Kovács is the classic slippery government “communicator” that we encounter worldwide. In this particular interview he repeats at least three times that the latest nosy visitors from the High Commission on Human Rights of the United Nations were actually invited by the Hungarian government. But that is not the whole truth. The two rapporteurs first wrote to the Hungarian government in January expressing their desire to visit Budapest to have a chat about the controversial media law. When they received no answer, they wrote again. After a while the Hungarian government had to extend an invitation.
Meetings between representatives of the Hungarian government and visitors from international organizations are normally described in such understated diplomatic terms that one has to read between the lines in order to find out what actually happened behind closed doors. But Frank La Rue, the United Nations Special Rapporteur on the promotion and protection of the right to freedom of opinion expression, was a great deal less diplomatic. As he said, he was “a bit shocked, to say it politely, at some of the positions I heard…. Different government officials were speaking with full honesty and speaking their mind, but it does seem to me that there is a framework of control. I think this is very dangerous.” In brief, members of this government don’t realize how unacceptable the Hungarian government’s position is on certain issues–for example, control of the media. Something that sounds perfectly reasonable to them sounds horrific to foreign observers.
Just to highlight the gravity of the situation, these rapporteurs normally don’t visit European countries. Not long ago La Rue visited Egypt, Algeria, South Korea, South Africa, and from Budapest he is traveling to Kenya.
Today La Rue and Zoltán Kovács gave a joint press conference. Kovács made it clear at the beginning that the UN representatives didn’t come to Budapest “to investigate” but “because we invited them.” Kovács repeated as he does time and again that there is absolutely no reason to change anything in the media law. The fault always lies with the other side which is ignorant of either the law or the particular Hungarian situation or both.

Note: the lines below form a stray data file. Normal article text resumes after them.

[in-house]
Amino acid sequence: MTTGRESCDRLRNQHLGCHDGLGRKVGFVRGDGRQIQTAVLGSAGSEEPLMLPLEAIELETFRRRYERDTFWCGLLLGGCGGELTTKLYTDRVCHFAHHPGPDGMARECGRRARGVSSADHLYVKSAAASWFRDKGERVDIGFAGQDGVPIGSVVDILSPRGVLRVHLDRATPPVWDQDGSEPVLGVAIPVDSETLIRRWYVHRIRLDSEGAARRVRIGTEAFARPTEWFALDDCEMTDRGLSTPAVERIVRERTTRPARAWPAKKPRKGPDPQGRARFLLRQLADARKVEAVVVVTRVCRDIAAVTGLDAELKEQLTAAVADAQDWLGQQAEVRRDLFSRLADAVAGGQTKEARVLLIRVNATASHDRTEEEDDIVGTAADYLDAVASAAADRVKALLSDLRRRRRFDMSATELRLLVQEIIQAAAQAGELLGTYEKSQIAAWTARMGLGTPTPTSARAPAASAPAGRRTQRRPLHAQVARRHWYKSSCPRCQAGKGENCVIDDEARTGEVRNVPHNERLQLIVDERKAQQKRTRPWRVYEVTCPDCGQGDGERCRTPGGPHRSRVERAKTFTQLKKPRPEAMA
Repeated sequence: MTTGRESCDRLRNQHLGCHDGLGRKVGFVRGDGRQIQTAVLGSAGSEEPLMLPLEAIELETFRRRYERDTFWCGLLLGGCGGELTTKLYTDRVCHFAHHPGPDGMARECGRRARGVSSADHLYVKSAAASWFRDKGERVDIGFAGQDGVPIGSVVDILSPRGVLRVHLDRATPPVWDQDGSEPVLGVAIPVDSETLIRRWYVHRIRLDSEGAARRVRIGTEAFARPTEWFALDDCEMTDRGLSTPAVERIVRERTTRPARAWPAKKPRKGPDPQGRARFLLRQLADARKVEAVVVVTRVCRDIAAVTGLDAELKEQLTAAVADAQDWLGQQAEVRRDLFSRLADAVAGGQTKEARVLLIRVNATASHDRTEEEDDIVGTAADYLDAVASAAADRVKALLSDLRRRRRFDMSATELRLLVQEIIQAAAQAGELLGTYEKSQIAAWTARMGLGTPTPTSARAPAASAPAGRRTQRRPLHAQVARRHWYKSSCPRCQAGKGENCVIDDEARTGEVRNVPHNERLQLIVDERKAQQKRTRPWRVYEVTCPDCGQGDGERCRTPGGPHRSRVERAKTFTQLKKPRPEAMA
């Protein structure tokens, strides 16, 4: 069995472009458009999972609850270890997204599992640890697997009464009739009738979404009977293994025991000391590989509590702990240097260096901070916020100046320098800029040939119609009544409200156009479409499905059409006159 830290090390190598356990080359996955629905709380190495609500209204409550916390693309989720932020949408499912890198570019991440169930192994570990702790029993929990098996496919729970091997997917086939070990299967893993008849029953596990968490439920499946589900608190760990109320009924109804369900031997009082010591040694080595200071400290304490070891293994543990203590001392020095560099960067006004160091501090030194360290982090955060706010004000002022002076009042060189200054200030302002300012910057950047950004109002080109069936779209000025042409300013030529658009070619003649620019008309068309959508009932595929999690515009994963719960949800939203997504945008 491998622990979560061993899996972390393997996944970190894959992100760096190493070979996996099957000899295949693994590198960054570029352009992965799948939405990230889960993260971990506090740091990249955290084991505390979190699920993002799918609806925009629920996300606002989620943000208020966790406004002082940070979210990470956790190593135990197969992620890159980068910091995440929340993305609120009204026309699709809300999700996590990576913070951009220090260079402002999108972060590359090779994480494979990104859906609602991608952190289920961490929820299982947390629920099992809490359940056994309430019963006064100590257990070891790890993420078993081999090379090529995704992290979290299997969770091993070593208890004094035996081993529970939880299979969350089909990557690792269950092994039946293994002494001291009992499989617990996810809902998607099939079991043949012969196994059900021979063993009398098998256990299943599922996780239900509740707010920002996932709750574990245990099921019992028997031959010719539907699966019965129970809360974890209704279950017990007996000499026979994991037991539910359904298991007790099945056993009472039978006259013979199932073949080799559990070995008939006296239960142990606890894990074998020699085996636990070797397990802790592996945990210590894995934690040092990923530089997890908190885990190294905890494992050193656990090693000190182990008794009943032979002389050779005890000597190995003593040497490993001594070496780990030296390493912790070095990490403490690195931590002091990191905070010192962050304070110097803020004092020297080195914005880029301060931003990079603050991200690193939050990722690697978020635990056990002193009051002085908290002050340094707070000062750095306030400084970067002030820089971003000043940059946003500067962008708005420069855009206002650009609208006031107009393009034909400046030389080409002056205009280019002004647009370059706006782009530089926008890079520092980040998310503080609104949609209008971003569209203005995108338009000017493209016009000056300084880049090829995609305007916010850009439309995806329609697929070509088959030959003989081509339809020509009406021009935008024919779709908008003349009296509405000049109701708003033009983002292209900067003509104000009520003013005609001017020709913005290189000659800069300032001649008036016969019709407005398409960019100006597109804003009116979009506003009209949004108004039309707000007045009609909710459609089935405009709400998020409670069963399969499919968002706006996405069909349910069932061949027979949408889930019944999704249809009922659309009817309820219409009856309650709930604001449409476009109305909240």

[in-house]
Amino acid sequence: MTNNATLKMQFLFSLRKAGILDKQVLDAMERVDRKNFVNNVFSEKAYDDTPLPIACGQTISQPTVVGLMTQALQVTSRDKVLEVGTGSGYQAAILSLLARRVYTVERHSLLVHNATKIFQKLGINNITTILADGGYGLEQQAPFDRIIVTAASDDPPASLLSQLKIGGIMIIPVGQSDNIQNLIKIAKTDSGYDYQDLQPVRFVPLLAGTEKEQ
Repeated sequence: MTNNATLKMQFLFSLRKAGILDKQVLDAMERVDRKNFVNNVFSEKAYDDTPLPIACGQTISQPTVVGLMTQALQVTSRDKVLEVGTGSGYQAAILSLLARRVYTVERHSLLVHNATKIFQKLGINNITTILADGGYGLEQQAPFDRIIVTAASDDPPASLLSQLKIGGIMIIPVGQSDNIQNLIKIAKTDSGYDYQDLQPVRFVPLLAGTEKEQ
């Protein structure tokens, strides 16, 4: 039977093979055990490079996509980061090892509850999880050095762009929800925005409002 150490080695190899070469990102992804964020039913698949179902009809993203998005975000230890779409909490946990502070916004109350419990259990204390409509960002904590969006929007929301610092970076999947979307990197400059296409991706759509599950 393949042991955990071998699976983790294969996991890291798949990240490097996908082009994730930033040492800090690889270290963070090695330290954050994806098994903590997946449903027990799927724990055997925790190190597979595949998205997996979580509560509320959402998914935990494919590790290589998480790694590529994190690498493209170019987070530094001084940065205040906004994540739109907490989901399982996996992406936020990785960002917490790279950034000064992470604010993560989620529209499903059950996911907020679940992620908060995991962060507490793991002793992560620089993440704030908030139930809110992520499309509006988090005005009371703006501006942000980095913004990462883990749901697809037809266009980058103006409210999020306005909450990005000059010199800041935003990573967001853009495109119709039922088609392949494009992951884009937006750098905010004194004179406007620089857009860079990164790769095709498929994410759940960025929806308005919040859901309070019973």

Kovács wasn’t impressed by La Rue’s strong warnings about limiting the freedom of the press by appealing to morality or hate speech. Not surprisingly, La Rue was somewhat taken aback by the fact that the members of the media council were appointed solely by the government, initially for nine years and renewable for another nine. “This is eighteen years, practically a whole generation.”
He also addressed the issue of balanced coverage. La Rue said attempts by governments to dictate balanced media coverage often lead to censorship. “Every time we hear about balanced coverage or objectivity of the press … it inevitably becomes, with time, a form of censorship regardless of what the initial motivation was. The press is accountable … to the public and never to the state and much less to the government.”
The UN investigators came and went, but apparently they will return. For what? I have no idea. Meanwhile Zoltán Kovács keeps repeating that the Orbán government will not change a thing. Mind you, we’ve heard that earlier straight from the horse’s mouth and a few months later, behold, under pressure changes were made. We will see.